Days Gone drops you in an open world zom­bie apoc­a­lypse that can be as beau­ti­ful as is it ter­ri­fy­ing, at times. You play as Dea­con St. John, for­mer mem­ber of the Mon­grels Motor­cy­cle Club. You must fight to sur­vive a zom­bie infest­ed pacif­ic north west.

Days Gone Review
Dea­con St. John

The sto­ry Days Gone was telling is one of its redeem­ing qual­i­ties, mak­ing me want to keep play­ing to uncov­er more of it. How­ev­er, there were prob­lems from start.

The sto­ry is told through a com­bi­na­tion of cut scenes, col­lec­tables and char­ac­ter inter­ac­tions dur­ing game­play. As you progress, the sto­ry mis­sions quick­ly get very repet­i­tive, but I had a blast with them dur­ing my first 15 hours of play­ing. The sto­ry is told through a com­bi­na­tion of cut scenes, col­lec­tables and char­ac­ter inter­ac­tions dur­ing game­play. The cut scenes look nice enough, but while play­ing I expe­ri­enced sev­er­al frame drops dur­ing impor­tant scenes that real­ly broke my immer­sion. The per­for­mance issues are not lim­it­ed to the pre-ren­dered cut scenes. The game jit­ters and drops frames a lot, often when fight­ing mul­ti­ple ene­mies.

Days Gone Review
Days Gone Fea­tures a lot of col­lectibles to find

There are sev­er­al dif­fer­ent types of zom­bies, or Freak­ers, wan­der­ing the land, but there isn’t much notice­able dif­fer­ence when fight­ing them. Alone or in a small pack, they are not real­ly chal­leng­ing to fight. How­ev­er, when you end up with well over a hun­dred of them sur­round­ing you, your options to fight are nonex­is­tent. They are attract­ed to scent of blood and any loud nois­es you make will be sure to draw a crowd.

Days Gone Review
A wan­der­ing horde of freak­ers

Freak­ers are not the only threat. Human ene­mies such as the Rip­pers, and oth­er scav­eng­ing groups, set up road side ambush­es to catch you by sur­prise. This gives the feel­ing of con­stant uneasi­ness, hop­ing you don’t trip a wire while rid­ing down the road. It’s also a change of pace from the per­sis­tent pres­ence of Freak­ers.

Your motor­cy­cle is one of the major focal points of the game, espe­cial­ly since it’s your only mode of trans­porta­tion. Pro­gress­ing through the game will give you access to per­for­mance upgrades for your bike, along with cos­met­ic items. Dam­age can put your bike out of com­mis­sion, requir­ing you to repair it with scav­enged sal­vage. It also needs to be refu­eled, but gas is plen­ti­ful, so get­ting low is only an incon­ve­nience and not a con­stant bur­den.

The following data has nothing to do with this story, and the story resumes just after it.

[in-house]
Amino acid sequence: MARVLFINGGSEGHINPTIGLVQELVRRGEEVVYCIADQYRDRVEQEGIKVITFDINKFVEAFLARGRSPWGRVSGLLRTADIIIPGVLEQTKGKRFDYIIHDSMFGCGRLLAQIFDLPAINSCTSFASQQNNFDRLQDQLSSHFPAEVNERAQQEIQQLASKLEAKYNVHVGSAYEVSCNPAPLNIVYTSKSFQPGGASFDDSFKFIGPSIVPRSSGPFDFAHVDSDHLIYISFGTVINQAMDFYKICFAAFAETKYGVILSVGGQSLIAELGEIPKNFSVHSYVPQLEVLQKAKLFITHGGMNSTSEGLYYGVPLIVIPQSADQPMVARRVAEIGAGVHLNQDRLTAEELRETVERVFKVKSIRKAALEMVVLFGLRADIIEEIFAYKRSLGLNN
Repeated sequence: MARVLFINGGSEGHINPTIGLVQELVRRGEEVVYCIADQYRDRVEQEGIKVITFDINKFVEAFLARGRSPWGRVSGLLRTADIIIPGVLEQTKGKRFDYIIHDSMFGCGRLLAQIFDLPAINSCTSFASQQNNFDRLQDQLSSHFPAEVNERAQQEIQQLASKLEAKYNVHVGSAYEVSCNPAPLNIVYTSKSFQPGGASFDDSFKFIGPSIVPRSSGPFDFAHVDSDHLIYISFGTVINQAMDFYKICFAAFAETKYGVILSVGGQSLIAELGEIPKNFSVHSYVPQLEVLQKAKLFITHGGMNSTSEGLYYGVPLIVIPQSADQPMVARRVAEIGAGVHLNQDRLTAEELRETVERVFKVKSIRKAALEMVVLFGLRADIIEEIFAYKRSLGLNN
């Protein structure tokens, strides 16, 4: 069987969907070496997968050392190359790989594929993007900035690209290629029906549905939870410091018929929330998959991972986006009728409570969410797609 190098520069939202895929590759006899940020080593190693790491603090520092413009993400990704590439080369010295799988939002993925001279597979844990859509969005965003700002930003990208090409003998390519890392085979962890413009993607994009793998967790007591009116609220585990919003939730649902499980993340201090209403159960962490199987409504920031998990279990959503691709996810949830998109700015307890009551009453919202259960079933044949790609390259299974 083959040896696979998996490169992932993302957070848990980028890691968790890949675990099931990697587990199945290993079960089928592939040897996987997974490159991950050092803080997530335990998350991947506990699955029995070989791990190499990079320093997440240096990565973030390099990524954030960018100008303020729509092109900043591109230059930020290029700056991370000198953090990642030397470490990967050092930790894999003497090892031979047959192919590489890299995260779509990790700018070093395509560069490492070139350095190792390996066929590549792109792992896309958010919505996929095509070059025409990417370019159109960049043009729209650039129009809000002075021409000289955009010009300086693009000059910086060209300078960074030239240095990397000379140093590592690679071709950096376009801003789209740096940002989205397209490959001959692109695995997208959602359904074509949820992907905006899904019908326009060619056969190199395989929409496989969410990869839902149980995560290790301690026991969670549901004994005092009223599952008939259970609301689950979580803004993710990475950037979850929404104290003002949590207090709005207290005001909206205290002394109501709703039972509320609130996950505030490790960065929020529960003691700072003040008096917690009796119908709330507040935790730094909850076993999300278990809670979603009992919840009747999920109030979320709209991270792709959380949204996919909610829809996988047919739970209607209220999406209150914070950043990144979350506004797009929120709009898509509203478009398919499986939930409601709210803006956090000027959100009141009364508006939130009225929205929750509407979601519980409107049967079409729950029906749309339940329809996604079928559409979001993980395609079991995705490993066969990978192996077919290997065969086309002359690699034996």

Days Gone Review

You will nev­er have to search for some­thing to do, as there are tons of option­al quests, infes­ta­tion nests and ambush camps to keep you busy. Although this sounds good, all these activ­i­ties get relent­less­ly tedious. Also, some of these quests and activ­i­ties real­ly have no rea­son to be there, and not real­ly doing much for you.

For exam­ple, 10–12 hours into the game you’ll get a quest to learn to hunt by track­ing. Track­ing was explained about 10 min­utes in. You don’t eat and can’t cook, so the meat you obtain can only be trad­ed to set­tle­ment kitchens for a very small, basi­cal­ly use­less, amount of XP.

Every time you lev­el up you get a skill point, which can then be used to unlock a Skill from one of Days Gone’s three skill trees: Ranged, Melee and Sur­vival. The skills are pret­ty straight­for­ward, with noth­ing excep­tion­al about them. The trees include skills like being able to repair your melee weapons with sal­vage and allow­ing plants to be spot­ted through your Sur­vival Vision.

Days Gone Review
Days Gone Fea­tures Three Skill Trees. Ranged, Melee and Sur­vival

Days Gone fea­tures both gun and melee based com­bat, as well as a stealth sys­tem. You can get upgrades for all these from skills The melee com­bat real­ly shines, as it should, espe­cial­ly since guns can attract the atten­tion of wan­der­ing Freak­ers. Melee weapons break very often, but there’s typ­i­cal­ly sev­er­al more strewn about if you’re in need. While melee is good for most sit­u­a­tions, but you can get caught off guard by Freak­ers that hap­pen upon you while you’re already duk­ing it out. Although, chop­ping down ene­mies with a machete made of a lawn mow­er blade is a blast. Like most games, stealth and melee go hand in hand. Seatlh is for­giv­ing, so is quite easy to pick off a bunch of zom­bies with­out being seen. Per­son­al­ly, I felt the stealth sys­tem could have been hard­er, as the ease of it made it bor­ing.

Days Gone Review
Punch­ing a freak­er in the face is always fun

To me, the gun play is not very sat­is­fy­ing. Aim­ing, recoil and han­dling is stiff. If you don’t have a silencer, there is a real threat of get­ting swarmed when you use a gun. A lot of times, it’s just eas­i­er to stealth and melee every­thing, so guns feel like they have lit­tle pur­pose.

The Bottom Line

Days Gone pro­vides a lot of thrills, chills and action but qual­i­ty trumps quan­ti­ty every time. There are great moments in Days Gone, but this is quick­ly coun­tered by per­for­mance issues, repet­i­tive play and the lack of any­thing tru­ly inter­est­ing. Days Gone is not worth pick­ing up for $60. Wait until it goes on sale for a good price if you buy it at all. In the end, it’s just a zom­bie action game with the basic ele­ments of any RPG…and a motor­cy­cle.